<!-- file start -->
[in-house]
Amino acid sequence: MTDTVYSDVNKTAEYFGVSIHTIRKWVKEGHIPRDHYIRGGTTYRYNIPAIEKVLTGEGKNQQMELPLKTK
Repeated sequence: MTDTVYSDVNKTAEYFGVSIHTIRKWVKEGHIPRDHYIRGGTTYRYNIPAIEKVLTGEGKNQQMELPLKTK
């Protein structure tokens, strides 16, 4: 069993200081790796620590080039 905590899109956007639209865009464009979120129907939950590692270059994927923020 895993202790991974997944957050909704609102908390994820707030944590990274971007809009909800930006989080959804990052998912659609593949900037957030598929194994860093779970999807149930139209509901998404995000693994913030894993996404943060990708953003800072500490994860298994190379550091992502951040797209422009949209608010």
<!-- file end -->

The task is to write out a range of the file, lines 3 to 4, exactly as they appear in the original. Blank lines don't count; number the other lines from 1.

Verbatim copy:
Repeated sequence: MTDTVYSDVNKTAEYFGVSIHTIRKWVKEGHIPRDHYIRGGTTYRYNIPAIEKVLTGEGKNQQMELPLKTK
């Protein structure tokens, strides 16, 4: 069993200081790796620590080039 905590899109956007639209865009464009979120129907939950590692270059994927923020 895993202790991974997944957050909704609102908390994820707030944590990274971007809009909800930006989080959804990052998912659609593949900037957030598929194994860093779970999807149930139209509901998404995000693994913030894993996404943060990708953003800072500490994860298994190379550091992502951040797209422009949209608010």